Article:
Can Fenbendazole Cure Cancer in Humans?

A man named Joe Tippens recently claimed on social media that he has been diagnosed with cancer and had cured it by using a combination of supplements including fenbendazole. He also said he received conventional treatments such as chemotherapy and radiotherapy alongside his use of these supplements. While it’s true that fenbendazole has been shown to suppress cancer cells in laboratory experiments, there isn’t sufficient evidence from randomized clinical trials to show it can cure cancer in humans.

Fenbendazole is a benzimidazole anthelmintic drug used to treat parasites in dogs and other animals. In the lab, it has been found to suppress the growth of cancer cells in animals by blocking the proper formation of microtubules that provide structure to all cell types. However, it’s important to note that there are already established cancer treatments available that target microtubules and have been proven effective in randomized clinical trials.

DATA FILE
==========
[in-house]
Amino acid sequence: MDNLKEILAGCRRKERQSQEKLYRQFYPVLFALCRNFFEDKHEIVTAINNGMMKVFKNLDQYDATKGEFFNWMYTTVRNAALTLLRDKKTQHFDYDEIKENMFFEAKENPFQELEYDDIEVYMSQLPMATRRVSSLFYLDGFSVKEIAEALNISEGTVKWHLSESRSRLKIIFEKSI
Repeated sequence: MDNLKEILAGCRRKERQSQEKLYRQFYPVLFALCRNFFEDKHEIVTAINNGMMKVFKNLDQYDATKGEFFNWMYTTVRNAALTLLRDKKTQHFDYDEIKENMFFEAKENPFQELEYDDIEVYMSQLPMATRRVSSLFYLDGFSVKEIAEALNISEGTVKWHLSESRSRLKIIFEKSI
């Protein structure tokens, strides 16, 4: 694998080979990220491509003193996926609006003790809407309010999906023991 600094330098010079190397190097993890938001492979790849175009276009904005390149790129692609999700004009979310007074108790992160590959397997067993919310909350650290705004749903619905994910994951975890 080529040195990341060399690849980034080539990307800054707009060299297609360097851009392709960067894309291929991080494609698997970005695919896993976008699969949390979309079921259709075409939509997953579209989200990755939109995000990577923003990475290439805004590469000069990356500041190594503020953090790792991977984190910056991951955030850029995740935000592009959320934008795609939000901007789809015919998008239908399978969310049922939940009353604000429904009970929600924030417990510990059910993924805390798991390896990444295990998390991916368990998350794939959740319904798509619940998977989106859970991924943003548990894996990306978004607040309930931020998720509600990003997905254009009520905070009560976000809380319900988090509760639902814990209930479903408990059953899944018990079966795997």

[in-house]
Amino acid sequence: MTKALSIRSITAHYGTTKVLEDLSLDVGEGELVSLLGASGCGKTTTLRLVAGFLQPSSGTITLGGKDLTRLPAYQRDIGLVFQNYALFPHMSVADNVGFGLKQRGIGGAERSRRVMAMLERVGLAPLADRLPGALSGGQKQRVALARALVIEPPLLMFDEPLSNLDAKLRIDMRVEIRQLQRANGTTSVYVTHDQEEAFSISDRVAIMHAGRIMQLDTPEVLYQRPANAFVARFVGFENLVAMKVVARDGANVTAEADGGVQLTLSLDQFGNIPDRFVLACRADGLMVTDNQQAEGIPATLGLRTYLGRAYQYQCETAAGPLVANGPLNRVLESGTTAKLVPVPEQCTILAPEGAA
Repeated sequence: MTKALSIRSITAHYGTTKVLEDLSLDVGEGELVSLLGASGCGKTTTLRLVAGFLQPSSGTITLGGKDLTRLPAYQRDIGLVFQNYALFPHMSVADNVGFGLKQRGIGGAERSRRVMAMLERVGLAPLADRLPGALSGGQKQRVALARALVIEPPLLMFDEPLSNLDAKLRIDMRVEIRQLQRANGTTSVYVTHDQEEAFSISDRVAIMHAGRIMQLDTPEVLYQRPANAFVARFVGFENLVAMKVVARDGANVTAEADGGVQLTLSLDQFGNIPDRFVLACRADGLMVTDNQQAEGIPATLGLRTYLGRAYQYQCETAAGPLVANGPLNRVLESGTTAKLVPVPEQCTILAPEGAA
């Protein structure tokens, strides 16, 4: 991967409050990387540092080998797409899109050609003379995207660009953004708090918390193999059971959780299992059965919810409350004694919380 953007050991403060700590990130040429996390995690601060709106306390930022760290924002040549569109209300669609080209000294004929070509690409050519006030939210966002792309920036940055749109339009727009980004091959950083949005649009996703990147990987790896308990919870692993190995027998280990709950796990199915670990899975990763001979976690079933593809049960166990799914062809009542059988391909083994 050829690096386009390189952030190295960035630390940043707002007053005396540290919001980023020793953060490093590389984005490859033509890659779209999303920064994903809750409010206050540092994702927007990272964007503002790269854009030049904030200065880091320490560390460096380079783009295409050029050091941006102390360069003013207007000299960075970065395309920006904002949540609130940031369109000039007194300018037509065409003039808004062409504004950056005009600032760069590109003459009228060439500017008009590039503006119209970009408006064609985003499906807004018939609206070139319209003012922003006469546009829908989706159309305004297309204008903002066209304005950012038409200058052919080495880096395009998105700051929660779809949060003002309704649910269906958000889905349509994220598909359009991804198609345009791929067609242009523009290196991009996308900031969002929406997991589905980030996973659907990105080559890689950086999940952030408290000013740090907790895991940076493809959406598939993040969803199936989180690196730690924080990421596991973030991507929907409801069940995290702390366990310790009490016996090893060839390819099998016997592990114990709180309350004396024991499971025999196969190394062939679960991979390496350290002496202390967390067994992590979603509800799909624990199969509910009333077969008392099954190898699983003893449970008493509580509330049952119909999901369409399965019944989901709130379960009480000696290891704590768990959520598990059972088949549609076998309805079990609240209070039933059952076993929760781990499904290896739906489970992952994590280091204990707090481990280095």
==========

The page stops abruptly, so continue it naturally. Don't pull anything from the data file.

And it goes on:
In this study, researchers examined the effects of fenbendazole on colorectal cancer (CRC) cells and found that it caused the cells to undergo apoptosis and necroptosis. This was mediated by the mitochondrial stress pathways, which included activation of apoptosis-related proteins phospho-receptor-interacting protein kinase (pRIP), RIP3, phospho-mixed lineage kinase domain-like protein (pMLKL), and caspase-8. Additionally, fenbendazole significantly increased the expression of DAMPs (death-associated molecular pattern) in CRC cells. Interestingly, cells with wild-type p53 were more sensitive to fenbendazole-induced G2/M arrest and apoptosis than p53 mutant cells. In addition, fenbendazole induced necroptosis in CRC cells by inhibiting the activity of SLC7A11-dependent ferroptosis and autophagy. fenben lab fenbendazol

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